This week is the 10th anniversary of the loss of my younger brother, Laith. On the Saturday morning of Memorial Day weekend 2007, my life changed forever.
Our practice lost two children to drowning this year, and I am always reminded how precious life can be. The pain of loss never goes really away, rather we do our best to live with it.
Siblings are a part of you before they are born and remain in your heart long after they are gone. I was five and a half years old when my mother first told me she was expecting. After 37 years, this particular childhood conversation is crystal clear in my mind.
My mother had a beautiful baby boy in September 1980 and he grew up to become an extraordinary young man. It seems so long ago, yet his time here went all too fast. He took his final breath, due to an accidental fall, ten years ago. Those of us who knew him and loved him have yet to catch our breath and probably never will. It is hard to believe a decade has passed since I last looked into his sparkling brown eyes.
Much is written about grief accompanying the loss of a child, spouse, or parent. When it comes to losing a sibling, however, the literature is oddly scarce. No other relationship mimics that between siblings. It is a unique closeness forged in happiness, anger, love, frustration, and understanding, altogether coupled with similar genetic ingredients.
I naively believed lightening would not strike twice. My parents already buried one child, my older sister Laila, who drowned when she was two years old. As the oldest of the remaining four, I was fiercely protective of my three younger brothers. As we embraced adulthood, we relished the fact we were the best of friends, partners in crime, and confidantes.
These three young men shaped the woman I became, giving me a glimpse into the often elusive male world. Siblings are supposed to be our partners for life. One brother has been with me for 40 years, the youngest clocks in at 31 years, and Laith was with me for 26 before his untimely death. Many people are not married that long, no matter how many times they try.
But nothing remains perfect and nothing lasts forever. That is the first of many lessons I have learned over the last decade. Unavoidable obstacles sometimes cause time to run out for some far earlier than expected. There is no map and compass to guide us through the tragedies along the way. You just keep putting one foot in front of the other, moving forward because you must. The sun rises and sets each day despite your wishes to the contrary. Time never stops.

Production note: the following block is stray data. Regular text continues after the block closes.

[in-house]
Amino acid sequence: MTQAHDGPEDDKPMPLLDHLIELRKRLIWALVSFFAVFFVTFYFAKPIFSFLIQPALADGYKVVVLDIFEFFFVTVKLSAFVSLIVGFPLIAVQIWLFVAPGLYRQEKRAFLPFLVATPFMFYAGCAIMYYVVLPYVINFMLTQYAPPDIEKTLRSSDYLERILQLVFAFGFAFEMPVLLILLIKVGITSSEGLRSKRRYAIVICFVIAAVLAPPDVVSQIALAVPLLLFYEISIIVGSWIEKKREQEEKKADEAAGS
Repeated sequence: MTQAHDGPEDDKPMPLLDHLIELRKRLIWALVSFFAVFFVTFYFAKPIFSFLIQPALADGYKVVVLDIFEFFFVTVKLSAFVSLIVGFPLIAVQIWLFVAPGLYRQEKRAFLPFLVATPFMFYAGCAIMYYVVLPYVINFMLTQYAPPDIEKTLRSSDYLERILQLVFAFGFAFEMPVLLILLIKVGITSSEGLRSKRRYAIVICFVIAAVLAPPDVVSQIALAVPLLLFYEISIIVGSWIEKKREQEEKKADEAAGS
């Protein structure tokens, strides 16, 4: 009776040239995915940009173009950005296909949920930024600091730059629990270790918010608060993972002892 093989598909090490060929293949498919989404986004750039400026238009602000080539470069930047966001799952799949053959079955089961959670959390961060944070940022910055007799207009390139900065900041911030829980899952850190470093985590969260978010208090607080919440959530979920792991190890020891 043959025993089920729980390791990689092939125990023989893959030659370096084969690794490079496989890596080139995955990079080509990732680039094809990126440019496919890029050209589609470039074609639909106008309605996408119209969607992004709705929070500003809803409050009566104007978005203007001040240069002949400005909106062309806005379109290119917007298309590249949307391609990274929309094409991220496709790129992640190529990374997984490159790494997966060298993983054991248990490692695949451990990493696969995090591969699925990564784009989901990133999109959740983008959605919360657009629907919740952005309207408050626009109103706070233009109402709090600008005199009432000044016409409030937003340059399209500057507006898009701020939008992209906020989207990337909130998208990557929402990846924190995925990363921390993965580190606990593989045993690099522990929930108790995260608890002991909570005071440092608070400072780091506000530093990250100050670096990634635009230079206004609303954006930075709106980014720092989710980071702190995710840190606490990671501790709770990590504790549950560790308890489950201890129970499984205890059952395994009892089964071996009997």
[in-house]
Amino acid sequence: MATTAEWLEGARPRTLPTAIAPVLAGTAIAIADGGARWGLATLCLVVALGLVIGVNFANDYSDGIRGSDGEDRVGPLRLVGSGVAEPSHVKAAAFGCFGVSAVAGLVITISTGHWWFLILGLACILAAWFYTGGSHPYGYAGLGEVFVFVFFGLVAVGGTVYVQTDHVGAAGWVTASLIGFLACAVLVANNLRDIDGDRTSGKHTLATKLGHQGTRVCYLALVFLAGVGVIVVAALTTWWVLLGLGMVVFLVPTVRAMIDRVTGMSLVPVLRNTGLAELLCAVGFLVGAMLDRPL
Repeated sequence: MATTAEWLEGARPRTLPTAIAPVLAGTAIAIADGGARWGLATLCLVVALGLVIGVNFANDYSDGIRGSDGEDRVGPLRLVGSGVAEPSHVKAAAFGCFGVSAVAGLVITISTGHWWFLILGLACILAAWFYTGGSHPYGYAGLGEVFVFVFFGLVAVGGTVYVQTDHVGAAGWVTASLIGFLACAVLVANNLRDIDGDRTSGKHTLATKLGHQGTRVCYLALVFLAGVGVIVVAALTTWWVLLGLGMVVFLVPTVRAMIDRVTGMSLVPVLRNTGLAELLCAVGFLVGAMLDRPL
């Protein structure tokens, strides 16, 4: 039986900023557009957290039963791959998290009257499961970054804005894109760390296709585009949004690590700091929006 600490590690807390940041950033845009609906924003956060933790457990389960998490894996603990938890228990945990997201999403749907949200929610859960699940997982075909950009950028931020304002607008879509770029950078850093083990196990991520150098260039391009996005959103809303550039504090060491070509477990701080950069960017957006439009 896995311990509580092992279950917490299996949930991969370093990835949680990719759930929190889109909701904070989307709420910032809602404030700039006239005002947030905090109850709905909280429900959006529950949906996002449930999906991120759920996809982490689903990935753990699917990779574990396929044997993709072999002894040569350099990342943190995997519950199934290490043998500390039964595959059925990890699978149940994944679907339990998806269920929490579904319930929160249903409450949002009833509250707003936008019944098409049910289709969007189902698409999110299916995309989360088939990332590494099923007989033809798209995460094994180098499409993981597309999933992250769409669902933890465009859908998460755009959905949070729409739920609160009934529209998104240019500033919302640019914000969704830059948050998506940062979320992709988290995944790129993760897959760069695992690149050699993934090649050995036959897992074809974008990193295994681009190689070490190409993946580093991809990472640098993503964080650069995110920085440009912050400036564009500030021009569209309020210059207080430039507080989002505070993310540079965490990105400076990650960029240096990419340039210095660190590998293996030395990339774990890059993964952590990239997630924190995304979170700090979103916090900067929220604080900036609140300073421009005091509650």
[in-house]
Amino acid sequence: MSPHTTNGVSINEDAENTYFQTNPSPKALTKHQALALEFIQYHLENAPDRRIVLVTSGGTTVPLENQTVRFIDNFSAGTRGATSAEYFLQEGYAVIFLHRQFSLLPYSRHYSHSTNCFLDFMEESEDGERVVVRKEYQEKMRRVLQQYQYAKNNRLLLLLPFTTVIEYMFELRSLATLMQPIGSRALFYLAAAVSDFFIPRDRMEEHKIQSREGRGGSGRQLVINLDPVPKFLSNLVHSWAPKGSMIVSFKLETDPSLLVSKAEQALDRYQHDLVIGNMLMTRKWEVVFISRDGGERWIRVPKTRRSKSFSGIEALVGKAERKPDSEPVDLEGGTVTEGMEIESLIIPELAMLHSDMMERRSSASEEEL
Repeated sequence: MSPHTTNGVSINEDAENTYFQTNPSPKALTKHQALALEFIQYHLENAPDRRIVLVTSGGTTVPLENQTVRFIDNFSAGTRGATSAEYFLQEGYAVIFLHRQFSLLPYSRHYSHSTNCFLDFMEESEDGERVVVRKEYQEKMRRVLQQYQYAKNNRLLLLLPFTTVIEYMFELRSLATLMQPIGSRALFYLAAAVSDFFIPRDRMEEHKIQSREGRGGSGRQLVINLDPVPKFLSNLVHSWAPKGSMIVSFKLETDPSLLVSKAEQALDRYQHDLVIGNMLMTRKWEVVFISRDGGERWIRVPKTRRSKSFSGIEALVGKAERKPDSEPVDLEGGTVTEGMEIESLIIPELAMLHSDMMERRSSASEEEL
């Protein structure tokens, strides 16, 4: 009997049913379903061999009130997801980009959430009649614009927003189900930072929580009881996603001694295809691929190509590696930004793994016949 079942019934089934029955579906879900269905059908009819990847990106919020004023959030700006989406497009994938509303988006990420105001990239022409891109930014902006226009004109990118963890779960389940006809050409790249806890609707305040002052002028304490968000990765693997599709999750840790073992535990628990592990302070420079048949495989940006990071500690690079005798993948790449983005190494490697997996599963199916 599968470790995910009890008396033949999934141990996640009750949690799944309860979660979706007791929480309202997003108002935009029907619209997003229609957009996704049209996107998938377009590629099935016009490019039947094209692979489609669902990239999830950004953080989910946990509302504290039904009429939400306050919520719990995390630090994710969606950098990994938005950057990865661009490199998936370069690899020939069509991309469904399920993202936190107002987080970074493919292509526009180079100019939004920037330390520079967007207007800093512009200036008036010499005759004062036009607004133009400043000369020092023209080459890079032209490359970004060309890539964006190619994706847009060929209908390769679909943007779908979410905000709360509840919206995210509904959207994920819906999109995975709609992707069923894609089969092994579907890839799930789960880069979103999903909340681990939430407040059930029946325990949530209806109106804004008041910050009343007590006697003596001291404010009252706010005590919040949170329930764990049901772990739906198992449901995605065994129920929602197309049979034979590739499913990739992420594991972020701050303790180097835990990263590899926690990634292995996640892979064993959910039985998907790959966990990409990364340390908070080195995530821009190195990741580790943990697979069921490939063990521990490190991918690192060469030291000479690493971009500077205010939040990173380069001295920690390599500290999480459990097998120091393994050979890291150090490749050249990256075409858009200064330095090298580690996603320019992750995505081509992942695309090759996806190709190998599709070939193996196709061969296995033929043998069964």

I never imagined saying goodbye to my younger brother so soon. His tragic death has left a deep wound that will never completely heal. It has scabbed over, but gets ripped off unexpectedly serving as a reminder of our unbearable loss.
Ironically, my husband and I were married one month after my brothers’ death. On my wedding day, he was missing. His birthday in September brings me to tears. I will never hear that voice I miss so much. I will always remember the last time we hugged and said, “I love you.” It was the final goodbye that never should have been.
A few weeks after his belongings had been sorted; I found a Ziploc bag in which he kept things most precious to him. He collected letters from his first serious girlfriend, pictures of friends, and a few birthday cards from Mom and Dad. Then I discovered assorted postcards, notes, and pictures from me. He kept those mementos, picked them up from time to time, and knew how much I loved him.
Something that cannot be lost is almost 27 years of shared memories. His smile is indelibly imprinted on my brain, his laugh can be found tucked away deep inside my soul, and his infectious personality is intricately woven into each story I share. Preparing him for those job interviews, giving him advice about girls, and helping him clean his perpetually messy apartment are experiences to be cherished for the rest of my life.
For me, the most valuable lesson learned over the past decade is how unpredictable life can be; there are no guarantees. After having four children of my own, my parenting goals are so much simpler than they might have been before. The “best-I-can-do” is good enough; everything does not have to be perfect.
My little brother grabbed life with both hands and experienced everything he possibly could in the moment. I strive to make the most of each and every day with my own children and be grateful for that time, however long or short, in honor of my little brother. He would not have wanted it any other way.